1P Emergency Kit v3

Incredible 1Password users release 1Password Emergency Kit 3.0

The 1Password Emergency Kit is a clever PDF created by some of our brilliant users to help families and friends during unfortunate times. Invented by Mike Vardy at Productivityist a couple years ago, it recently reached version 3 and looks even more useful.

The idea behind this user-created Emergency Kit is simple: we create a will and place sensitive items in safe deposit boxes in case something happens to us. But with so much of our lives these days depending on the internet, many of us want a way to make 1Password part of these plans.

Thanks to Productivityist reader and 1Password user Charles Hamons, the 1Password Emergency Kit v3 is now a fillable PDF and includes space for even more useful information, such as locations of multiple vaults (and their Master Passwords) and even instructions for what to do with one’s social media accounts.

Admittedly, this isn’t quite a fun or exciting feature to boast about. But we are absolutely thankful for the work of Mike Vardy, Charles Hamons, and others in the community for building a useful 1Password tool that can help immensely during one of the most painful times in our lives.

14 replies
  1. JasonT
    JasonT says:

    I like it! It would be nice if the font in the PDF form was changed to be a serif font. It is hard to distinguish between 1 (numeral one), l (lowercase L), and I (uppercase i).

  2. Lawrence Sportello
    Lawrence Sportello says:

    As all of my passwords (save the ONE) are store in 1Password, I was worried about how I would access them in the event that all of machines went down/burned up/were stolen/something involving alien abduction.

    My solution was to create a text file with my most important passwords — AppleID, Dropbox, etc. The text file gets put in a folder, and then I use Disk Utility (on a Mac) to create an encrypted disk image (with the password being my 1Password). I then sent the disk image to a friend, and he is storing it in his Dropbox.

    If I lose everything, I can call him up and have him send me the disk image. I can then open it and start recreating my life.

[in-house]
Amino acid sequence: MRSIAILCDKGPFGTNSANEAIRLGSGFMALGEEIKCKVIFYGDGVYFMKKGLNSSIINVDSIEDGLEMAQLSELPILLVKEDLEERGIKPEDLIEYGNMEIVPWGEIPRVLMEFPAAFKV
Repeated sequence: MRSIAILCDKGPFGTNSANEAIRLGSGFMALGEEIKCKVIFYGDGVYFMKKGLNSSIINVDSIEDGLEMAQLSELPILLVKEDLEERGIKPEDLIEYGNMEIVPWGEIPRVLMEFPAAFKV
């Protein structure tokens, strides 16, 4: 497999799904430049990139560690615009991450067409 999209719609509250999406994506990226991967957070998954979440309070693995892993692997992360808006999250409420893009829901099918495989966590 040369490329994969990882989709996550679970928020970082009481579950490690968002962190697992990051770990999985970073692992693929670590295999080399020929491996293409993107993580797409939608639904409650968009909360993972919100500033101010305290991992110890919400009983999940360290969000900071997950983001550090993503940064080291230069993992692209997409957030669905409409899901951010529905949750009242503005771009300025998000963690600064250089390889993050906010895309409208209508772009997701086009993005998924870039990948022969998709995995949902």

One note: think twice about putting your user IDs in the text file. If, in the incredibly unlikely event that (a) DropBox is hacked AND (b) someone is able to crack the password on the disk image, then the passwords will be revealed, but not the accounts they go with.

    • Chris Meek - AgileBits
      Chris Meek - AgileBits says:

      Thanks for sharing your strategy Lawrence!

      Another option to handle such a disaster-scenario is to use 1PasswordAnywhere, if you sync your data through Dropbox. I just make sure that I also know my Dropbox password in addition to my 1Password Master Password, and then I can access all my other 1Password data from any web browser, should I no longer have access to any of my devices.

      To learn more about 1PasswordAnywhere, have a read through the following article:


    • Lawrence Sportello
      Lawrence Sportello says:

      Here’s my problem. My password for DropBox is too long/random for me to remember, so I use 1Password. And I sure don’t want to use my 1Password master password for DropBox, as I never re-use passwords.

      I like my passwords to be around 23 characters long (at Bruce Schneier’s suggestion), which is (a) a lot to remember and (b) a lot to enter correctly.

      Your system really involves memorizing two passwords. That’s more than one, but not by (too) much, and your system is much much, more flexible, to boot.

    • Chris Meek - AgileBits
      Chris Meek - AgileBits says:

      Hi Lawrence,

      Yes, it is too bad that to use this method you would need to memorize another password. That said, there are ways to create strong passwords – such as Diceware passwords – that are also easy to remember and type. While this specific article is about Master Passwords, the same strategy can be applied to any passwords: https://blog.agilebits.com/2011/06/21/toward-better-master-passwords/

      This is the strategy I use for any passwords that I want to actually remember for one reason or another, like my Dropbox password as well as my iTunes password.

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